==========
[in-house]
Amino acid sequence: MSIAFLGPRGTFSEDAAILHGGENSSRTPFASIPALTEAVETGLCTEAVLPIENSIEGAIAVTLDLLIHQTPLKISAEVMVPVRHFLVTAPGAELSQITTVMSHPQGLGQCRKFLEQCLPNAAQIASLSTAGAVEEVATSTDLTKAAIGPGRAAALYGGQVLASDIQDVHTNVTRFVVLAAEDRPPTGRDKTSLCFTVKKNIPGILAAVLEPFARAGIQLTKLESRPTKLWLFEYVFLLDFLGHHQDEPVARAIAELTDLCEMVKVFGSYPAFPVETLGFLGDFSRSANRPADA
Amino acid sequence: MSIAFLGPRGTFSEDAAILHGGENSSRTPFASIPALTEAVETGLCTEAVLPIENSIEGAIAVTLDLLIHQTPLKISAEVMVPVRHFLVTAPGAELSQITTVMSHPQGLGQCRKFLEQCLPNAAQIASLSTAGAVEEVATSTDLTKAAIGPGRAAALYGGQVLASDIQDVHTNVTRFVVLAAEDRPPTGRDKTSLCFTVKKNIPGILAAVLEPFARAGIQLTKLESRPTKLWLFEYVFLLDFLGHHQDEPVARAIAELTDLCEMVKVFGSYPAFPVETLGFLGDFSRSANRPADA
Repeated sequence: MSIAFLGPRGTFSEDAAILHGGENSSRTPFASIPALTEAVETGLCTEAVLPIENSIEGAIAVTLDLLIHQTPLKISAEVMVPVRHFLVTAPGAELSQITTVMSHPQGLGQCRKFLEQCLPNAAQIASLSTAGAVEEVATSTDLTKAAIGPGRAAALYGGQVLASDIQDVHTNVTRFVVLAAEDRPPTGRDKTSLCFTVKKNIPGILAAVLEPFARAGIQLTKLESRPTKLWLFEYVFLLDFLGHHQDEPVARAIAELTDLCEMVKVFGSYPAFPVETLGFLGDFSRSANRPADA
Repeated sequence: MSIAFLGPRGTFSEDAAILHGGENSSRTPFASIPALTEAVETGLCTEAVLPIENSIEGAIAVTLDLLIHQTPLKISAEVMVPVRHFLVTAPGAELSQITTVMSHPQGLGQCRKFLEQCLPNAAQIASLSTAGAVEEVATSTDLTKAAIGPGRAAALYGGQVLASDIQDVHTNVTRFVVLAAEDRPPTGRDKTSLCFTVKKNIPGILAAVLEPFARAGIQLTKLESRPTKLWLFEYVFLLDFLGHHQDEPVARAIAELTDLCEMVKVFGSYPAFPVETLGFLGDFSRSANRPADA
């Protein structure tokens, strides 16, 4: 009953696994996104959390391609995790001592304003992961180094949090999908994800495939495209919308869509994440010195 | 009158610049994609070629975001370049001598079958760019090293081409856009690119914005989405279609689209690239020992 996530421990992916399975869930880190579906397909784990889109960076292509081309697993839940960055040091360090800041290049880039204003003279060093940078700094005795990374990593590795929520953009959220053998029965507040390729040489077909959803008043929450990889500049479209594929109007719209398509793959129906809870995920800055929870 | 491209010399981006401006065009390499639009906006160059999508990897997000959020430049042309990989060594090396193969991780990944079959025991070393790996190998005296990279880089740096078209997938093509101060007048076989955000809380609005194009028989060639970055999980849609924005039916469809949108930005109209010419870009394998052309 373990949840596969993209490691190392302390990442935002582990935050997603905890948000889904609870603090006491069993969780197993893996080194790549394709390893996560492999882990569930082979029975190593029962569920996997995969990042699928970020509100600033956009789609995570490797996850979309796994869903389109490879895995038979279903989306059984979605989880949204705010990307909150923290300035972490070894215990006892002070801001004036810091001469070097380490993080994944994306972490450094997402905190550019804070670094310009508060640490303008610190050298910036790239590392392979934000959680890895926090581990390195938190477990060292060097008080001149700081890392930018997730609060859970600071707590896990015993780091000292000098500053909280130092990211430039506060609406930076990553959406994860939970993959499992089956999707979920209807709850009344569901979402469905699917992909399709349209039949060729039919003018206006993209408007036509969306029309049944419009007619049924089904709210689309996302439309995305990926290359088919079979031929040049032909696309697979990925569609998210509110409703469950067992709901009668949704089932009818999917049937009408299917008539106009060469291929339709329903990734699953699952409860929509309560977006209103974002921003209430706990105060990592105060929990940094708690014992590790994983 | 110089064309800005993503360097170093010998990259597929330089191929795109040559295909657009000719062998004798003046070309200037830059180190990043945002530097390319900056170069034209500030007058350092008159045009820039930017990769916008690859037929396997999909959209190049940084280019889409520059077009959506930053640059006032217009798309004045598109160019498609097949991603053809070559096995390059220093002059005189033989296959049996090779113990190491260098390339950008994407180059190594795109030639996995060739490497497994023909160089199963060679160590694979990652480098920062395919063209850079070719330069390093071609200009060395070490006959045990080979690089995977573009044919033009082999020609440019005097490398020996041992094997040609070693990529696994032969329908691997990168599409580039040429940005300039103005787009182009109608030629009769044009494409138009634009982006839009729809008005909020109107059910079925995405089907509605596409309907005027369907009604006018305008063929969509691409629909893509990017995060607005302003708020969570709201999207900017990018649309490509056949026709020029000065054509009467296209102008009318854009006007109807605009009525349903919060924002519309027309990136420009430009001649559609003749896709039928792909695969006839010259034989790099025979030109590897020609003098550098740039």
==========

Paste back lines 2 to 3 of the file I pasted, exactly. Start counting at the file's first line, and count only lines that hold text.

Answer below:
Amino acid sequence: MSIAFLGPRGTFSEDAAILHGGENSSRTPFASIPALTEAVETGLCTEAVLPIENSIEGAIAVTLDLLIHQTPLKISAEVMVPVRHFLVTAPGAELSQITTVMSHPQGLGQCRKFLEQCLPNAAQIASLSTAGAVEEVATSTDLTKAAIGPGRAAALYGGQVLASDIQDVHTNVTRFVVLAAEDRPPTGRDKTSLCFTVKKNIPGILAAVLEPFARAGIQLTKLESRPTKLWLFEYVFLLDFLGHHQDEPVARAIAELTDLCEMVKVFGSYPAFPVETLGFLGDFSRSANRPADA
Amino acid sequence: MSIAFLGPRGTFSEDAAILHGGENSSRTPFASIPALTEAVETGLCTEAVLPIENSIEGAIAVTLDLLIHQTPLKISAEVMVPVRHFLVTAPGAELSQITTVMSHPQGLGQCRKFLEQCLPNAAQIASLSTAGAVEEVATSTDLTKAAIGPGRAAALYGGQVLASDIQDVHTNVTRFVVLAAEDRPPTGRDKTSLCFTVKKNIPGILAAVLEPFARAGIQLTKLESRPTKLWLFEYVFLLDFLGHHQDEPVARAIAELTDLCEMVKVFGSYPAFPVETLGFLGDFSRSANRPADA